Well, I agree with most of what you say, however 'LaughingTarget' was being a tool. Whatever I do, some moron will come across to my computer screen or laptop in the day and point with the fleshy part of their finger having previously been stuffing their face with something greasy and unhealthy, so 'not touching' it just doesn't happen.

    I'm sure matte displays have their place, but there are times when glossy screens have a price premium and people do pay that premium for them (not me personally). And I have a Dell 2005FPW attached to one of my computers which is (as far as I know) a S-IPS panel with a great contrast ratio and matte finish, far outpacing most of the TN panels built 3-4 years later I seem to come across.

    Personally, I still prefer and will continue to use glossy screens where possible (one of which used to be the stunning RGBLED in the SXPS16). It doesn't matter what someone says, it is down to personal preference ultimately - I'm sure someone will spin me a load of rubbish about how I don't take graphics or image work seriously because I just said that but they would be wrong (and I hope that isn't you). What is universally agreed though is that high contrast and gamut is better.

    And yes, I do own an M11x and my complaint is not with the glossy LCD layer but with the hideously poor contrast and terrible vertical viewing angle.
    Reply
  • LaughingTarget - Friday, July 09, 2010 - link

    Understand what tool means. Whom am I being a tool for, pray tell? Some secret international conglomerate of matte monitor manufacturers?

    At the end of the day, your piss poor behavior using your expensive piece of hardware is hardly a great reason to buy a lesser monitor. If you can't pop open the screen without grubbing the monitor and hang around people with a total lack of consideration, that doesn't somehow make the glossy mess any better. You shouldn't be buying the m11 if you regularly bring the unit to places where folks smudge Cheeto dust all over it. That's what $300 Netbooks were invented for.

    As for dust, close the thing when not in use. Problem solved.
    Reply
  • plewis00 - Friday, July 09, 2010 - link

    Look it up on Urbandictionary if you don't get it.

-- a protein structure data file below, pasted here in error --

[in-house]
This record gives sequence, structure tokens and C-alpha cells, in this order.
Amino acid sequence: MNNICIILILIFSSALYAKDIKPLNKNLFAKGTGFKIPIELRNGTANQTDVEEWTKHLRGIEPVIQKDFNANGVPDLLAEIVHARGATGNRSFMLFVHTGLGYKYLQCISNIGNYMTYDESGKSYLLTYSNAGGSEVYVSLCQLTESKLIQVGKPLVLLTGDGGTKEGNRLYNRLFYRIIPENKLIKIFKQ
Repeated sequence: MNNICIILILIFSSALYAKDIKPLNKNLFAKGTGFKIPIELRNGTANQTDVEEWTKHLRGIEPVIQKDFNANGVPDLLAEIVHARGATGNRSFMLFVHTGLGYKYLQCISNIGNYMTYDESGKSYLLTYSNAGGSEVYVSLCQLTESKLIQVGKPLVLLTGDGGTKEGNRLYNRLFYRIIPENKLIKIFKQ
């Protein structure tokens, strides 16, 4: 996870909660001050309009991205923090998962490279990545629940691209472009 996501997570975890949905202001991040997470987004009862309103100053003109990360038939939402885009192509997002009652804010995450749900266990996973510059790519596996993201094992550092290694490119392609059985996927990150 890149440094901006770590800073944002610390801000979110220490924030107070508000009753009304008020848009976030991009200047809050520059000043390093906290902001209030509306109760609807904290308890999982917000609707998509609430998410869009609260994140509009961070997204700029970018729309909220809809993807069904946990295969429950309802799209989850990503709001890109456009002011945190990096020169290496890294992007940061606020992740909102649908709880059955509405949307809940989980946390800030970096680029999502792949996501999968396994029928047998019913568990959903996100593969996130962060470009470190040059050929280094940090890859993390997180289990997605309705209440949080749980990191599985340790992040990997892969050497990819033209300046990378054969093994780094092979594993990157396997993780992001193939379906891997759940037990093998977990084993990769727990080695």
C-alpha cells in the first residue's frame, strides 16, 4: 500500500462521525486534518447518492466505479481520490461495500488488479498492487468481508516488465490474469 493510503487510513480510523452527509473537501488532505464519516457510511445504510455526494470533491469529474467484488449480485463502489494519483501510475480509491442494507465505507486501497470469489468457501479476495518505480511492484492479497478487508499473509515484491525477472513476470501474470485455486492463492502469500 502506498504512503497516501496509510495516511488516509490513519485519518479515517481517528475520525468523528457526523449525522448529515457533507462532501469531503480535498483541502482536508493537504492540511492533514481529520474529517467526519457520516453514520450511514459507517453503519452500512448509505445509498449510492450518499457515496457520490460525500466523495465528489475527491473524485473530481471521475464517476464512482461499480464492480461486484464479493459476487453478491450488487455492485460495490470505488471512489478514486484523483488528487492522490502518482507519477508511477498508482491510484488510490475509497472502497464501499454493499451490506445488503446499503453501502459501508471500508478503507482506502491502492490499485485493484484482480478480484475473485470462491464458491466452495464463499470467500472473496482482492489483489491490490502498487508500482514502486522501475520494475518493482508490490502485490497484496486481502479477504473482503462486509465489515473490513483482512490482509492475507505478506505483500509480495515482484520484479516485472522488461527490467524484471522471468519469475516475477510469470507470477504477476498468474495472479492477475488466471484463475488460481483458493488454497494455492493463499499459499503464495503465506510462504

Yes, you are a tool for being undeniably facetious and smug with your response without adding anything to the conversation. You may not agree with my use of glossy screens as do others but slating it or making a pointless remark like 'don't touch it' doesn't add anything, just like your last comment.

    And I wasn't talking about my M11x, I was talking about any LCD (matte or glossy), I mean at work people come to show you things and poke the screen - I work in an office where it's 90% women, they don't listen when I say 'don't touch the screen, it damages it' even if I do work in IT.

    Dust appears on screens and keyboards even if you do close them after use, it's these annoying things called static electricity and gravity but being such a smartarse you must've already known that.
    Reply
  • erple2 - Saturday, July 10, 2010 - link

    Honestly, the initial response of LaughingTarget I thought was pretty reasonable, even funny.

    Clearly, the solution <i>is</i> not to touch it. Whether you can fully control whether people other than yourself touch the screen is a side issue, but you can at least prevent your own fingerprints on the laptop.

    Regardless, glossy vs. matte is, I suppose, as much about personal taste. I personally think that glossy is exceptionally annoying (and inferior from a practicality standpoint), but that's my opinion. I also think my opinion is based on facts. Whether those facts are important to you is a different story.

    BTW, touching a screen is not a male/female thing. I work in an office where it's about 80% men, and they still touch screens, even after being told not to.
    Reply
  • blyndy - Friday, July 09, 2010 - link

    The slight mirror layer over the whole display contents is what is unacceptable for me and others. They're obviously acceptable to some and that's fine, but for people who prioritise 'usable' over 'sleek' our options are negligible, hence the frustration.

    "Matte displays attract dirt and fingerprints which are then harder to clean than glossy ones, that is a fact."

    *turns off desktop lcd (matte)* ...I see a few smudges, but I have to shift my head from side to side to see them, and they're invisible when the screen is on, completely unobtrusive either way. I don't go poking the screen too much anyway, with that said it's simple to clean if ever I happen to rub my hands all over it. With a glossy screen though you HAVE to clean it if you don't want it to look dirty.

    Anyway my main gripe is that for all of Alienware customisation options they don't include a matte screen, on machines that are supposed to be uncompromising and for hardcore users.

    Especially when all they have to do is remove the clear plastic cover.
    Reply